Wednesday, March 19, 2014

FOMC moves in the right direction

In a few weeks, according to the report following today's FOMC meeting, the Fed will have "tapered" its purchases of bonds by about one-third (from $85 billion per month in December to $55 billion a month). And lo and behold, the sky has not fallen, nor is it about to. Nevertheless, the market continues to fret that tapering is a form of tightening, since, as the theory goes, the economy has managed to grow only thanks to Fed "stimulus," and that without it, economic activity will grind to a halt.

Never in my many years of Fed watching has there been so much confusion about how Fed policy operates.


The myth persists that QE bond purchases are "stimulative" because it involves the printing of massive amounts of money and the artificial depressing of yields. But this is simply not the case. As the chart above shows, 10-yr yields today are actually higher than they were when the Fed launched its first QE bond purchases. Bond prices have actually fallen despite $3 trillion of bond purchases by the Fed. The chart also makes it clear that yields have actually risen during each episode of QE bond-buying. Operation Twist (OT) was ineffective as well, since 10-yr yields were essentially unchanged during the period in which the Fed was buying 10-yr bonds and selling short-term bonds. The main determinant of yields is not the marginal purchases by the Fed, but the market's willingness to hold the entire stock of bonds (Treasuries, MBS, corporate bonds, etc., totaling many tens of trillions of dollars), since all bonds are priced off of Treasuries. That willingness, in turn, is a function of the market's expectations for inflation and economic growth.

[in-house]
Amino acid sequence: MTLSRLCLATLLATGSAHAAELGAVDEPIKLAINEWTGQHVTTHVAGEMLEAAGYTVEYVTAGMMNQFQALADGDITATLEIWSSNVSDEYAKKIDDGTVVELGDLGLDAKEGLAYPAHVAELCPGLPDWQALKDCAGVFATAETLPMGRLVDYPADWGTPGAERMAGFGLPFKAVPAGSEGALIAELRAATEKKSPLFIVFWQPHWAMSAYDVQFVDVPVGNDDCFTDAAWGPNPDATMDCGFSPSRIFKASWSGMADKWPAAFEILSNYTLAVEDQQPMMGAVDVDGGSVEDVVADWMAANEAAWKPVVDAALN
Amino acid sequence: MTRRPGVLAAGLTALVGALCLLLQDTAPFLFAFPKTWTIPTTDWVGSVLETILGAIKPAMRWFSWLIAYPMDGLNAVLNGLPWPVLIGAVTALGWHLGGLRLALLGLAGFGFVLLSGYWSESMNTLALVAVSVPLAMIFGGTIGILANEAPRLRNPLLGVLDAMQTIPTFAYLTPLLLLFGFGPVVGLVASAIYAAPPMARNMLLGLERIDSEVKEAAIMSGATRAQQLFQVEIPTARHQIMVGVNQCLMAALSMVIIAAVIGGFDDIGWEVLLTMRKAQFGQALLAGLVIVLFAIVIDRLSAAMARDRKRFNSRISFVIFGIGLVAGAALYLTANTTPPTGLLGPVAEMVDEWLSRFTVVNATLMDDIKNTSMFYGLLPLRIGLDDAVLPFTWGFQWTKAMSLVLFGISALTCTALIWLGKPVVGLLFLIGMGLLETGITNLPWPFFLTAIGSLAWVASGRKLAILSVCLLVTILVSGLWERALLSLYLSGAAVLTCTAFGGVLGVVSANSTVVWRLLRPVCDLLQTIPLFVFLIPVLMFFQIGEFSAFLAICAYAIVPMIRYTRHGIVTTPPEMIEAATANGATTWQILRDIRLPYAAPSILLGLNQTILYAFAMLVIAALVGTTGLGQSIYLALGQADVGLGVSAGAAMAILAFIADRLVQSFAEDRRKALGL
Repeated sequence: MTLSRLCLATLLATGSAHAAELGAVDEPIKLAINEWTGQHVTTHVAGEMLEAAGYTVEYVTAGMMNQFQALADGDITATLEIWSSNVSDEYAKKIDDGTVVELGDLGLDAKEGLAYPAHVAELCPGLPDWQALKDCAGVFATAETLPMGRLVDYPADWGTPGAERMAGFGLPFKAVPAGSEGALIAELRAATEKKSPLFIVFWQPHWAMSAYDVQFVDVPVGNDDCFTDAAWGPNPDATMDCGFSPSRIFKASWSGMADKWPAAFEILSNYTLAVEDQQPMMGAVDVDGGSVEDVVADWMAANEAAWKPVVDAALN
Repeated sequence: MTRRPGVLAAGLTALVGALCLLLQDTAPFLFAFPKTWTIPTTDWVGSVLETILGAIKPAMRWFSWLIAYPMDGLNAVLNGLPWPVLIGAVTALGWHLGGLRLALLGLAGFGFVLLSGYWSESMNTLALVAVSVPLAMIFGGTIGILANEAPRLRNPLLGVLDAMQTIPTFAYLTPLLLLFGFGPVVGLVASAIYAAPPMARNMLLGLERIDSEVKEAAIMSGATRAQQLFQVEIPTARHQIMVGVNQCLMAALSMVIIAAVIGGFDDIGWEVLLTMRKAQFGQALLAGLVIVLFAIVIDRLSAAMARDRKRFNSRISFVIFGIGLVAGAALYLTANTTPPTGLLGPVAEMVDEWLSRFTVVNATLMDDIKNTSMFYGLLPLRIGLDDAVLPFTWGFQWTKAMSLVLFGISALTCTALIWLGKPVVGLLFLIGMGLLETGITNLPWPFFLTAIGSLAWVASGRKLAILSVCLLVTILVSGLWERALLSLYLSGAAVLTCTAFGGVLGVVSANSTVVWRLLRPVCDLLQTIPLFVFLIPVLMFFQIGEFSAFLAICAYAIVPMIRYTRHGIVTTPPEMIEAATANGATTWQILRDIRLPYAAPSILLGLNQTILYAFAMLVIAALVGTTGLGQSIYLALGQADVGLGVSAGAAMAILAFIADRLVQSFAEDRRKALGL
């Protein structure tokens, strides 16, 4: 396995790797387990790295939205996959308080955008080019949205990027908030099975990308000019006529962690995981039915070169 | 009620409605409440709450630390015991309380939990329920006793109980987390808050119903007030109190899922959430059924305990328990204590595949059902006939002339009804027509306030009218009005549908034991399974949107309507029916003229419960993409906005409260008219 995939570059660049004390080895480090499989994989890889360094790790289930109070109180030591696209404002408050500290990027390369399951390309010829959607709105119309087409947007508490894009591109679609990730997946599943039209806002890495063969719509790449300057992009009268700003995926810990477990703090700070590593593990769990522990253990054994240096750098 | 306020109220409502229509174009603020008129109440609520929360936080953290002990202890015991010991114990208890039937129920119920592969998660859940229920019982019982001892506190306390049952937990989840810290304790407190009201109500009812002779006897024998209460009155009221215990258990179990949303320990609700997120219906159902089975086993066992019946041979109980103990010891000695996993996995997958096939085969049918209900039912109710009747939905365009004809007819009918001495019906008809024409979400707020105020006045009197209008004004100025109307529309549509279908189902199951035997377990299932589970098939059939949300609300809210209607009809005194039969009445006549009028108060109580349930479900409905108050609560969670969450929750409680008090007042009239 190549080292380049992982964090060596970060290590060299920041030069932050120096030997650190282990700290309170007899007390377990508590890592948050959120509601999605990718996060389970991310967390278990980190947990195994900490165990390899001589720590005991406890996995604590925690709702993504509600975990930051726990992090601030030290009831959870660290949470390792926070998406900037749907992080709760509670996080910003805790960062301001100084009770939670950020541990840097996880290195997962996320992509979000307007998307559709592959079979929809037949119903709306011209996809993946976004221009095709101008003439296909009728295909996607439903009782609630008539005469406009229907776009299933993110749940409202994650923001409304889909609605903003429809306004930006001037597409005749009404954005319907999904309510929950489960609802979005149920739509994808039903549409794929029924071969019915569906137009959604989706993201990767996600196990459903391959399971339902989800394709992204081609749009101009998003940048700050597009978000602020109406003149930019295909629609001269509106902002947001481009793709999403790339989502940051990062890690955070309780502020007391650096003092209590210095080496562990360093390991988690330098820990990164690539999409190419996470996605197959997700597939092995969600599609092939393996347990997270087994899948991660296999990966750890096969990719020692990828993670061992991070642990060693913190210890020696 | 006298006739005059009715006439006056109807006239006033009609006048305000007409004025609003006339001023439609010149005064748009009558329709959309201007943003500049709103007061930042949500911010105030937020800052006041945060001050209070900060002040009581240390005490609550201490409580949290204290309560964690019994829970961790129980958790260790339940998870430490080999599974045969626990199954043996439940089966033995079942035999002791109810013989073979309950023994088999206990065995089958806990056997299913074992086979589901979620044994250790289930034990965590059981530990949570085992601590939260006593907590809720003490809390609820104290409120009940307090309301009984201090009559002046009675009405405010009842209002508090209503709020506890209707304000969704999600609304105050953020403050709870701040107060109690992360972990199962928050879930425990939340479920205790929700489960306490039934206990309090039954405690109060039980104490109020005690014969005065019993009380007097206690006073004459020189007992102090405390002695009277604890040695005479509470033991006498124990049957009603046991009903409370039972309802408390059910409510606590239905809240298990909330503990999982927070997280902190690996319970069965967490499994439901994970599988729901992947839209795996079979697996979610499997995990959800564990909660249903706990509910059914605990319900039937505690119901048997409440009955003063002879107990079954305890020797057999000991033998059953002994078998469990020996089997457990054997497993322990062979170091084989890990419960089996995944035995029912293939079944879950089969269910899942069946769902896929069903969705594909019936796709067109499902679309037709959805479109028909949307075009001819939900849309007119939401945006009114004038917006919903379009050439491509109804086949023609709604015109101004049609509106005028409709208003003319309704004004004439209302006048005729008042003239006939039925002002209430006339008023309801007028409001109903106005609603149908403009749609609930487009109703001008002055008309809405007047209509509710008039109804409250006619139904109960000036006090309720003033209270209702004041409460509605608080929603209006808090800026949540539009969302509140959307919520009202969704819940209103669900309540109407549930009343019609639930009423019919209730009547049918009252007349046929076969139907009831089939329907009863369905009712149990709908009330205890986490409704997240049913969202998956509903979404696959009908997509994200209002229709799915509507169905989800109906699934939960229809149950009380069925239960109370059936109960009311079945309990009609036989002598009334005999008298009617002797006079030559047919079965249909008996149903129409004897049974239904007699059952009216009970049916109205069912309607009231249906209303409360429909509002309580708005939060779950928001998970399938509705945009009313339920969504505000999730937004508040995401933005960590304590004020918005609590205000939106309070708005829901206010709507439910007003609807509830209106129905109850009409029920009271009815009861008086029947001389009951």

As I've explained before, the Fed is not "printing money" when it buys bonds. When the Fed buys bonds it must buy them from banks. The Fed pays for the bonds by crediting banks' reserve account at the Fed. Bank reserves are not money that can be spent anywhere. They only exist on the Fed's balance sheet. Banks use their reserves to collateralize their deposits and to increase their lending, but to date the growth of the money supply has not been unusually rapid, as the chart above shows—only slightly more than 6% per year for the past 20 years. This is not to say that all will be A-OK forever, since the $2 trillion of excess reserves currently in the system would allow banks to expand their lending—and the money supply—by several orders of magnitude if they so desired.

When the Fed buys bonds, they become part of the Fed's assets. The Fed incurs a corresponding liability in the form of bank reserves. In effect, the Fed buys bonds from banks by borrowing the money from the banks to buy the bonds. The Fed pays the banks interest on their reserves of 0.25%, so from the banks' perspective, they are lending money to the Fed for a modest rate of interest which is actually better than they could get by buying T-bills, which currently yield only 0.05%.


As the chart above shows, the Fed's purchases of $3 trillion of notes and bonds (assets) have been offset by an approximately equal increase in currency (about $0.4 trillion) and bank reserves (about $2.6 trillion).